Symptoms of sugar in the gas tank

Written by bradley keist
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Symptoms of sugar in the gas tank
Damage to a car from sugar in a fuel system can be prevented by properly maintaining fuel filters. (sugar image by Aleksandr Ugorenkov from

Cheating husband? Bully picking on you at school? Boss just fired you? Rumour has it that granulated sugar dumped into a person's gas tank will destroy the car's engine. Revenge is sweet. Literally. Unfortunately (or fortunately, depending on whose side you're on), this form of sabotage is exactly that: just a rumour.

The Myth

According to the urban legend, sugar poured into a gas tank dissolves in the gasoline; the heat from the car, while driving, causes the sugar granules to melt and form a gooey, cement-like substance. The sticky sludge then coats the gas tank, the fuel pump, the fuel lines, the fuel filter, the fuel injectors and the engine. Myth claims that the syrup-coated fuel system will no longer run properly, thus causing the car to hiccup and cough while travelling down the road. Once the car is shut off and the engine cools, the goo will transform into a rock-hard substance, thus ending the life of your car's fuel system.

The Truth

The truth to the legend is this: sugar does not dissolve in gasoline so it cannot caramelise into the gummy substance that would clog and destroy your car's fuel system. Rather, sugar will simply settle at the bottom of your gas tank or travel through the fuel lines as granules, only to be caught by the system's filters (most cars are built with two filters, one in the gas tank and one in the fuel line before the fuel injectors).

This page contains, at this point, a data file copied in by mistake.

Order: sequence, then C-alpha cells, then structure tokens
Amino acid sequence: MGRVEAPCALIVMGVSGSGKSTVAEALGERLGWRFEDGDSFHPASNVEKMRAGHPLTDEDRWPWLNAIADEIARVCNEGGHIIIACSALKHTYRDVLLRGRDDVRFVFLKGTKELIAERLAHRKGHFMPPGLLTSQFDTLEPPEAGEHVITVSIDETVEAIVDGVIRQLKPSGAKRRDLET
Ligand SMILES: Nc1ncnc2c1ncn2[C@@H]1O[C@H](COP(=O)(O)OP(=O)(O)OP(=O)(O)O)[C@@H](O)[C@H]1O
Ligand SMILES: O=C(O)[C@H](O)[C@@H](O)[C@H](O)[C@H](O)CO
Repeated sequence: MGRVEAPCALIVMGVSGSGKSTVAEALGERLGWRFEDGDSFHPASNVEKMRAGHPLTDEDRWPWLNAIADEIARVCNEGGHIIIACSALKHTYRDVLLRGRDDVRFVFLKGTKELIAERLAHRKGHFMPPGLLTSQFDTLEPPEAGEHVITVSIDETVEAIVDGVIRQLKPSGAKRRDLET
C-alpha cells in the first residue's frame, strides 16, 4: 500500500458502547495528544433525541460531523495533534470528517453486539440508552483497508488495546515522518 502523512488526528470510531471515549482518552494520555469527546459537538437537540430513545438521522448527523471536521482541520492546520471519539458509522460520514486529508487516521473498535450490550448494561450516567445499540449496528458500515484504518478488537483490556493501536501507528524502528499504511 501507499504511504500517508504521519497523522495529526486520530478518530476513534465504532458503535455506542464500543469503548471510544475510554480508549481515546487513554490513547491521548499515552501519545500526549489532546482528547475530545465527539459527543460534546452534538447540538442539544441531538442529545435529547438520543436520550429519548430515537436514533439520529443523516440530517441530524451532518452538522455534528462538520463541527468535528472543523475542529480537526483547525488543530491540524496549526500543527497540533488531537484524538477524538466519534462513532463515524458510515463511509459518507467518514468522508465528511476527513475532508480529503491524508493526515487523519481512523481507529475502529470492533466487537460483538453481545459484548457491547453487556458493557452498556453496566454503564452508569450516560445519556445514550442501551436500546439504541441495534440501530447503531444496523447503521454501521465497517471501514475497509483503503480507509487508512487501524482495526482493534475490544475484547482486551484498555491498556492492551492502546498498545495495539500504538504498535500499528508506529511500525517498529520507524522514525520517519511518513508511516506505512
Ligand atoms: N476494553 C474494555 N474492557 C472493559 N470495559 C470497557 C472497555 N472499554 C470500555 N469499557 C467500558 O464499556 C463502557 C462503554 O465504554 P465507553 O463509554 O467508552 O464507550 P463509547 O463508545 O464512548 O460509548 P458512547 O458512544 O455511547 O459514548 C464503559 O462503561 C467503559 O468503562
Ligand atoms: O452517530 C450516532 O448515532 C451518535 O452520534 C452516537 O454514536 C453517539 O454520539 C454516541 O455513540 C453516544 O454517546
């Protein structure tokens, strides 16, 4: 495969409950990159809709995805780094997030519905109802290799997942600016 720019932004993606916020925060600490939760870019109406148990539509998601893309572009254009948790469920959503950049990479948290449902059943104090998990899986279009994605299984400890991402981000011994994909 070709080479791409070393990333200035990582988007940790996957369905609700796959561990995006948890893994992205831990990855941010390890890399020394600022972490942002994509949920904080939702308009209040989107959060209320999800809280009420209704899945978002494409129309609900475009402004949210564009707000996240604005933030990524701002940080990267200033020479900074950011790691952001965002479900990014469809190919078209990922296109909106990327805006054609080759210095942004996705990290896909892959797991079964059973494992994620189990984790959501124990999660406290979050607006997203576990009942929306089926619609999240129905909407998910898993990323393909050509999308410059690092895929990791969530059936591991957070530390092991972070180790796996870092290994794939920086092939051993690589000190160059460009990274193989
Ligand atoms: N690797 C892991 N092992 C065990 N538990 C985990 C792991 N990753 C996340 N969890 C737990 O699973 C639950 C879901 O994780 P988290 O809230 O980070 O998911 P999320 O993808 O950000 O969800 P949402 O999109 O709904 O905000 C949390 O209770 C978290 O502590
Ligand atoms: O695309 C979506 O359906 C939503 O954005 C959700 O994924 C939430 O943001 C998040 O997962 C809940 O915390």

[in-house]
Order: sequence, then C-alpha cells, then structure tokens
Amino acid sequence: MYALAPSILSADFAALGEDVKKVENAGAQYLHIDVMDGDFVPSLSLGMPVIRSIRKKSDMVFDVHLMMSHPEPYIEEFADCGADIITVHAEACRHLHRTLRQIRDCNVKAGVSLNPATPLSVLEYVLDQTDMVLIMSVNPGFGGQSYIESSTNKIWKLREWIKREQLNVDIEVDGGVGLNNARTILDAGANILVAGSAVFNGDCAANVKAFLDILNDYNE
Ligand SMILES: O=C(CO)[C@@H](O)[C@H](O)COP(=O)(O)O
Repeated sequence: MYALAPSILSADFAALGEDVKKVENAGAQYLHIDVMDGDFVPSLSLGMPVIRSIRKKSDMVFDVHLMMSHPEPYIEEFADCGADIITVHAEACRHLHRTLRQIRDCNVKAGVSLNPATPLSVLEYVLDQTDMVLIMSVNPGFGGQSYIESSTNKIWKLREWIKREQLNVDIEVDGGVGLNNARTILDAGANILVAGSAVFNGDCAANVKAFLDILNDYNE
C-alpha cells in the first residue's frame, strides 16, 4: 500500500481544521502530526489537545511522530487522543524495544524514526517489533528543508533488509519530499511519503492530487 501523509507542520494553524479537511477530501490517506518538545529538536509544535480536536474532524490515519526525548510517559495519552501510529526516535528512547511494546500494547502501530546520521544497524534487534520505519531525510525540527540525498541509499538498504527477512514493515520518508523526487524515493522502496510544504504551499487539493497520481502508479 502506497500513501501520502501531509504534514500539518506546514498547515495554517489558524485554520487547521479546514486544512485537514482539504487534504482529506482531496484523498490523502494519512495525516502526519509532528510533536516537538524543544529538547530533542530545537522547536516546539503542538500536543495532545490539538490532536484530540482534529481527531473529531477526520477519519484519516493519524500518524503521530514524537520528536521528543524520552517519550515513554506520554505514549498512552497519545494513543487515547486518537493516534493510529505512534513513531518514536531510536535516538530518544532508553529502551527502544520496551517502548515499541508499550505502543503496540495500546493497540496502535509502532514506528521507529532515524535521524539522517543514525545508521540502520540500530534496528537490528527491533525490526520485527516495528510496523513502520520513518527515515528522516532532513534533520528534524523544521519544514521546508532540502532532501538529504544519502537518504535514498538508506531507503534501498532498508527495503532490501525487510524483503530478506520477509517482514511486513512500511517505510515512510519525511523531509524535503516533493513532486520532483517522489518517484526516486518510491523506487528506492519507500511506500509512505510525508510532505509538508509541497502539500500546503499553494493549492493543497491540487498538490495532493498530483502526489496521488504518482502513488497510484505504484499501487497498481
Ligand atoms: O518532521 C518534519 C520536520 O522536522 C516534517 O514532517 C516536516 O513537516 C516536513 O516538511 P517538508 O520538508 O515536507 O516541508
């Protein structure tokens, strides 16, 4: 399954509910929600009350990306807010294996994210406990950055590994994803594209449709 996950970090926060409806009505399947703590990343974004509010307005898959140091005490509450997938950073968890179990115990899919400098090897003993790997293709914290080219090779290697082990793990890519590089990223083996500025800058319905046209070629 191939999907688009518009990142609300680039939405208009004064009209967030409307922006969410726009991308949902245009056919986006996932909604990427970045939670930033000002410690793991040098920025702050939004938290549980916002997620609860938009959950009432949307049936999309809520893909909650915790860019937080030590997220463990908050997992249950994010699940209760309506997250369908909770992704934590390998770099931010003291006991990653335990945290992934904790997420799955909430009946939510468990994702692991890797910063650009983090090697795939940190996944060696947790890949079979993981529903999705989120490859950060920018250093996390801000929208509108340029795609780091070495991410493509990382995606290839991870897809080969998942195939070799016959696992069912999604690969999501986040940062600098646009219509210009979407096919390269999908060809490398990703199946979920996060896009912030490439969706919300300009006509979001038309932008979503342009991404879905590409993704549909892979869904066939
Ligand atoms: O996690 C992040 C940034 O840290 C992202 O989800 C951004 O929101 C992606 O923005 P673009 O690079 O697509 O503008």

The Damage

Pouring a bag of granulated sugar into someone's gas tank will have the same effect that any granular substance would have: the potential of clogging up the fuel system's filters. A clogged fuel filter can disable a car, but the chances of this are unlikely. Theoretically speaking, a fuel pump or the engine could become clogged with the granules, but assuming the filters do their job properly, this is highly unlikely to occur.

The Repair

Maintaining a clean fuel filter helps maintain a healthy fuel system. Damage to a fuel filter (such as a clogged filter from sugar being poured into the tank) can create problems with other parts of the system. Replacing other parts of the system (i.e., gas tank or fuel pump) can cost several hundred dollars. However, fuel filters for most cars are inexpensive (under £13 in most cases) and can be replaced without the need of a mechanic. A gas tank may need to be removed and dumped if the tank has been sweetened with a large amount of sugar, such as a standard five-pound bag. Removing and cleaning a gas tank can cost several hundred dollars.

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